WOZA communique


Press Statement, 06 June 2014

Women of Zimbabwe Arise (WOZA) and Zimbabwe Lawyers for Human Rights (ZLHR) received a successful judgment from the Constitutional Court in the case brought by WOZA members, Jennifer Williams, Magodonga Mahlangu, Celina Madukani and Clara Manjengwa against Co-Ministers of Home Affairs, the Police Commissioner-General and Attorney General.

The judgment followed the arrest of the four during a peaceful protest against poor electricity service delivery in Harare. Although 83 members of WOZA were arrested only the four were detained at Harare police station from 15 to 20 April 2014. The women were kept in detention over independence holidays in deplorable conditions. The police station cells were clearly uninhabitable with the four being forced to wade through human waste to use the blocked toilets or to reach the tap above the smelling toilets to drink water.

Efforts by the police to cover their tracks by polishing up the floors before the Constitutional Court toured the cells were unsuccessful due to the filthy state of the conditions.

Members of WOZA, who have been represented by ZLHR over the years, have routinely complained of being made to remove underwear and having to walk barefoot on unclean floors. Additionally, detainees are effectively denied the right to water due to absence of clean water in the cells. A common complaint has been the lack of or dirty state of blankets, with most detainees choosing the cold against using lice-infested blankets.

The Constitutional Court judgment found that Section 23 of the old Constitution was violated as to the extent the applicants were subjected to discriminatory practice as police standing orders do not differentiate between men and women. The Court also held that Section 15 of the Constitution, which protects the applicants from being subjected to inhuman and degrading treatment, was violated as they were forced to walk barefoot on a floor covered with human waste.

As a result the Court directed the first and second respondents to ‘take all necessary steps and measures within their powers to ensure that at Harare Central Police Station;

a)         All holding cells shall have clean and salubrious flushing toilets with toilet paper and washing bowl.

b)         The flushing toilets to be cordoned off from the main cell to ensure privacy.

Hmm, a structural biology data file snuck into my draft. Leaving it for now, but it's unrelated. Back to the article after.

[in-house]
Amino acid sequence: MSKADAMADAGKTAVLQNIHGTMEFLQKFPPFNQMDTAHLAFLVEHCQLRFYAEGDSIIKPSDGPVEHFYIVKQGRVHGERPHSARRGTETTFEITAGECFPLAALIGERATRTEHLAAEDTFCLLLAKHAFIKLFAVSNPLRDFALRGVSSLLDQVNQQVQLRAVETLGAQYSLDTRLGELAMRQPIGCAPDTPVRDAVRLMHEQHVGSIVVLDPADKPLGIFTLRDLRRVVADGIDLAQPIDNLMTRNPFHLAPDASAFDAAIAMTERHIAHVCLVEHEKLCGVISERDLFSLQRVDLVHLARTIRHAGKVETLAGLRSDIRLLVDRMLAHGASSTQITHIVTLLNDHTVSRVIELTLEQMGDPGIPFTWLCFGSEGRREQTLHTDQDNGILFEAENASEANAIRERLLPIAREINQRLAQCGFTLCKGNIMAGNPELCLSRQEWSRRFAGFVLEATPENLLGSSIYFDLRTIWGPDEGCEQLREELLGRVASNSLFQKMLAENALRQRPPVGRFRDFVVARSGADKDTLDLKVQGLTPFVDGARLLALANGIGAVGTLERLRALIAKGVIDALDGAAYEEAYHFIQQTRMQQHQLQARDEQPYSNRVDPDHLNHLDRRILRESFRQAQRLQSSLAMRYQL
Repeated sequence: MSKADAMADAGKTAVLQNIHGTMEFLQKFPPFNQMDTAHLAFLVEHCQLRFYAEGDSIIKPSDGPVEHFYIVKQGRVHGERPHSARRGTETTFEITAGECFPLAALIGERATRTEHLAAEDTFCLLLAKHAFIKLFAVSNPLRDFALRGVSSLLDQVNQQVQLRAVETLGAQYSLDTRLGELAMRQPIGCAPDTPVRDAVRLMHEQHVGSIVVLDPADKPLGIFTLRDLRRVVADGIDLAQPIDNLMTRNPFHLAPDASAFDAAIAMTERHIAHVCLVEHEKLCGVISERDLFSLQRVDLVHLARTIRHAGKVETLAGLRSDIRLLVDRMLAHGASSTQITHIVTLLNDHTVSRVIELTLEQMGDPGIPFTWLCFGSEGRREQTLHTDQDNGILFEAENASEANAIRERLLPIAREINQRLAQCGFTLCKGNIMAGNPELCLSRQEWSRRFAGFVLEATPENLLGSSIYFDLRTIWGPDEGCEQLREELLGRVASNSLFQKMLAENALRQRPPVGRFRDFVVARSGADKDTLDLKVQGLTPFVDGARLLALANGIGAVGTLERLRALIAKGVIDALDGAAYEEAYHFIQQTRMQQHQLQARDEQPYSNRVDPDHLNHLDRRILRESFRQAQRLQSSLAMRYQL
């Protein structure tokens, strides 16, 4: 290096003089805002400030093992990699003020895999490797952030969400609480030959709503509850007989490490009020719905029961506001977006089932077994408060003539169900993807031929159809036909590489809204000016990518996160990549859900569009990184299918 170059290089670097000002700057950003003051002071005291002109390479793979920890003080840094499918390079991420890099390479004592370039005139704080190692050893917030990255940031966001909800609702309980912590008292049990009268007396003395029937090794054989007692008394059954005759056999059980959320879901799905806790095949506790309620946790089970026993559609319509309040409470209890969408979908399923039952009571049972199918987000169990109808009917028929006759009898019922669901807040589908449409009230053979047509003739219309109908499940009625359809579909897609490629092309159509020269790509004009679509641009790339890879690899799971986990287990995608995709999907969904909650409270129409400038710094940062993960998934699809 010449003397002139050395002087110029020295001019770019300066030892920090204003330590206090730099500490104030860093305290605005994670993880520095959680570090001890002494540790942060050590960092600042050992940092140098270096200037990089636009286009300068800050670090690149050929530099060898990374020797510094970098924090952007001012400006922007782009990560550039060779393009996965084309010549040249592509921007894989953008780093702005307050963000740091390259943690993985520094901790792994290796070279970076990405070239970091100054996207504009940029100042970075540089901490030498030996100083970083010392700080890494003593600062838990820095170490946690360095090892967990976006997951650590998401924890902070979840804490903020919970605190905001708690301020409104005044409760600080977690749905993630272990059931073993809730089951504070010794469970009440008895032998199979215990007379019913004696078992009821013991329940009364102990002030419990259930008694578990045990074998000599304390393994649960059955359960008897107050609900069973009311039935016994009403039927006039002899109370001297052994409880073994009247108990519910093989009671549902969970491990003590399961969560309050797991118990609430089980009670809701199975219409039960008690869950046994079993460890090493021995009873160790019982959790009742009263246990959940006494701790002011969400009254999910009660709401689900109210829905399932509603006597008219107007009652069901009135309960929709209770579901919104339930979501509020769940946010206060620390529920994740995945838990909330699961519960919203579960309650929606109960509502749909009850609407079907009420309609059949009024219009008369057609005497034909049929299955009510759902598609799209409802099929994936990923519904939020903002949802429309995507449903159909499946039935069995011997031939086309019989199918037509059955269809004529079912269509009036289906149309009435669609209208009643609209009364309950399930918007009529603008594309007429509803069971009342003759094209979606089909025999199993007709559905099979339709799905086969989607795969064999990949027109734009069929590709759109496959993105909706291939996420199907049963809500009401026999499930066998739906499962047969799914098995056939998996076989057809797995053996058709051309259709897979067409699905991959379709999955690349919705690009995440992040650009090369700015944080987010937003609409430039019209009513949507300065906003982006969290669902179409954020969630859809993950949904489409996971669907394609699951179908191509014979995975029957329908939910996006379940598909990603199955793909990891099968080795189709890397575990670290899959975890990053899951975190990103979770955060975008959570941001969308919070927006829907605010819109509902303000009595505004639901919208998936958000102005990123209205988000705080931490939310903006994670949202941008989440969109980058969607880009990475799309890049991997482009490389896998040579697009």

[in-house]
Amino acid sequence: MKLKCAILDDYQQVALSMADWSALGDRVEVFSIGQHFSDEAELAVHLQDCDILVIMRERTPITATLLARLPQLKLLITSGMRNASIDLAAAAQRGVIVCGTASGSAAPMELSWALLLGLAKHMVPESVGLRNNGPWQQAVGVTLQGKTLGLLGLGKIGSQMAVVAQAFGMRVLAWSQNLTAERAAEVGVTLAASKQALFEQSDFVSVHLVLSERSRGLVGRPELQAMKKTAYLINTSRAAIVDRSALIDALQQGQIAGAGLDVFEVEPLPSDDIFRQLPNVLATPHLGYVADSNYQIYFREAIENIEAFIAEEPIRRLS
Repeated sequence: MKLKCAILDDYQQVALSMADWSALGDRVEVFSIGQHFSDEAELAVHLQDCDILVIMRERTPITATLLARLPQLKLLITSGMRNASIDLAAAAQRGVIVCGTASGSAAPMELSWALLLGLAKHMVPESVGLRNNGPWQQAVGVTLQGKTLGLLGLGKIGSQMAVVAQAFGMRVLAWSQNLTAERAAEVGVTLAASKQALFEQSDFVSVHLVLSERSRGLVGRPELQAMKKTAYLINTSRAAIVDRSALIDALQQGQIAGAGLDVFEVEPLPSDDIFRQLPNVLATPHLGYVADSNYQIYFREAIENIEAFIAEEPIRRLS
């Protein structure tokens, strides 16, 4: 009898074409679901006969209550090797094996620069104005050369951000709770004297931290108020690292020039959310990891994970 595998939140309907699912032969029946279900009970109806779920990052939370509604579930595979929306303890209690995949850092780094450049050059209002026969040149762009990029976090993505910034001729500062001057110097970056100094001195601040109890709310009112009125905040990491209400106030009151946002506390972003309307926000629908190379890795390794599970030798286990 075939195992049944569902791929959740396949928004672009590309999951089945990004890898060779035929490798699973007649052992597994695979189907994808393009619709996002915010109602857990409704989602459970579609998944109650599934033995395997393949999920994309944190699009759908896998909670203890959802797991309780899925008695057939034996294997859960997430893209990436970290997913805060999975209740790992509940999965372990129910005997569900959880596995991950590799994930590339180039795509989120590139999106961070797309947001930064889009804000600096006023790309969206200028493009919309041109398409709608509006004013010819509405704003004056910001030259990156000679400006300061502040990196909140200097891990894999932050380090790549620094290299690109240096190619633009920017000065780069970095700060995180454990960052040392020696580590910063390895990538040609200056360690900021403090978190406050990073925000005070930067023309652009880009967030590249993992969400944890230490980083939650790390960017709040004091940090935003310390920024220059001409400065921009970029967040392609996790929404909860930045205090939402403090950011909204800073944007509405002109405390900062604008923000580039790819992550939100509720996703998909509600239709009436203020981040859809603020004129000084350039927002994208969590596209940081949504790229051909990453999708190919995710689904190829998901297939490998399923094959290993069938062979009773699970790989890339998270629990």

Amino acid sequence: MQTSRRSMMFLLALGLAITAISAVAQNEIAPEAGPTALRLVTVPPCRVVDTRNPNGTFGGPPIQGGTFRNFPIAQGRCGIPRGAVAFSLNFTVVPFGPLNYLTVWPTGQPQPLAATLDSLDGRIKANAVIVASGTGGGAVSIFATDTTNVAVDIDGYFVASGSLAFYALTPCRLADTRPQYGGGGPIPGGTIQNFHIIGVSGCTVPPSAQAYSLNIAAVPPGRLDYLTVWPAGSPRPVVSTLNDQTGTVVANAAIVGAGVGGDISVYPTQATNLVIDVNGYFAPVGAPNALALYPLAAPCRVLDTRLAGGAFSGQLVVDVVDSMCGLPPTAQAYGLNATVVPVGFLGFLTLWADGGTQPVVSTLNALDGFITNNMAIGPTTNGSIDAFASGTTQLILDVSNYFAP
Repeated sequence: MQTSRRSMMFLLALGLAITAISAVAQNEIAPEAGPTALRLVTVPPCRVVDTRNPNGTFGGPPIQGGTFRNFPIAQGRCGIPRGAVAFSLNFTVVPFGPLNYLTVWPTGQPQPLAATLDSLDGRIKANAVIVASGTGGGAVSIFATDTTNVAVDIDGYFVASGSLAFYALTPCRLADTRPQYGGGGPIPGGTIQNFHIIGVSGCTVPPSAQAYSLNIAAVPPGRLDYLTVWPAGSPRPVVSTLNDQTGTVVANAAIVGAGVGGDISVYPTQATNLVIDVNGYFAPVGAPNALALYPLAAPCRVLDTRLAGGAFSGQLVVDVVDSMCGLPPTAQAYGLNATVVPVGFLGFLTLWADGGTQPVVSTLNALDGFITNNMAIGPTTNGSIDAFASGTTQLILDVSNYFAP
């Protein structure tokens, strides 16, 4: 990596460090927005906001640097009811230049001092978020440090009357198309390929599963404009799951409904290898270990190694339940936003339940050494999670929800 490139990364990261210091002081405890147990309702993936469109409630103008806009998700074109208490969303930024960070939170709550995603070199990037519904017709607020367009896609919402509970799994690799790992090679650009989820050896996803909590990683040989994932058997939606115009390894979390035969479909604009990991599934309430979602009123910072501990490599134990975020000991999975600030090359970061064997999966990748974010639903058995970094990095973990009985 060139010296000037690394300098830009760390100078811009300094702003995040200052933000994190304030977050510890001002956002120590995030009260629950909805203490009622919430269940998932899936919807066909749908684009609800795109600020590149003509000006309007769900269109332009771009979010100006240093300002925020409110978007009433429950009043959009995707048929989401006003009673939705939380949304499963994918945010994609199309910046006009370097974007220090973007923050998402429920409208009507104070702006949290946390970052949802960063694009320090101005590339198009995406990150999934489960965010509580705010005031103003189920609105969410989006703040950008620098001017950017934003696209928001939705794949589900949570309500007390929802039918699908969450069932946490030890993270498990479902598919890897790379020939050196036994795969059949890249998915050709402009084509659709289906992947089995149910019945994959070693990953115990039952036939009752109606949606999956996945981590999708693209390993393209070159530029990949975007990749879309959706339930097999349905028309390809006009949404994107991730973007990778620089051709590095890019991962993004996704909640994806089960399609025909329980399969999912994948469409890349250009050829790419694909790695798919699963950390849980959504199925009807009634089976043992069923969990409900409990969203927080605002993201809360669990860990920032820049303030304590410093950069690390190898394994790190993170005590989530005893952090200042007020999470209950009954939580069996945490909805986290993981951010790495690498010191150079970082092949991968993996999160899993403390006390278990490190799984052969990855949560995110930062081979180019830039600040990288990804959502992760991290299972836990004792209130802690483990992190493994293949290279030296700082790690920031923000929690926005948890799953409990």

c)         A good standard of hygiene shall be maintained in the holding cells.

d)         Every person detained in police custody overnight shall be furnished with a clean mattress and adequate blankets.

e)         Adequate bathing facilities shall be provided for all persons detained in police custody overnight.

f)         Every person detained shall have access at all times to wholesome drinking water from a source other than the tap above the toilet.

g)         Women detained in police custody shall be allowed to keep their undergarments including brassieres, and to wear suitable footwear.

While the ruling is progressive, it requires urgent measures to be taken by the State if the rights as enunciated in the judgment are to be respected and fulfilled.

Immediate compliance with the court ruling is a constitutional imperative. Any delays in according detained persons full rights as enunciated in the judgment cannot be excused and would constitute a gross subversion of the rule of law and fundamental rights enshrined in the Constitution.


Zimbabwean authorities must realise that a detainee, whilst losing freedom, does not lose protection of presumption of innocence and so their other rights must be respected to the letter.

It is incumbent on the State and all its agencies to ensure that detained persons are accorded the dignity and entitlements as pronounced by the Constitutional Court so that a culture of constitutionalism and the rule of law takes root in Zimbabwe.




  • comment-avatar
    roving ambassador. 8 years ago

    Thank you Woza.

  • comment-avatar

    Salute to Woza for the persistence and courage in the struggle for freedom and human dignity. Thank you.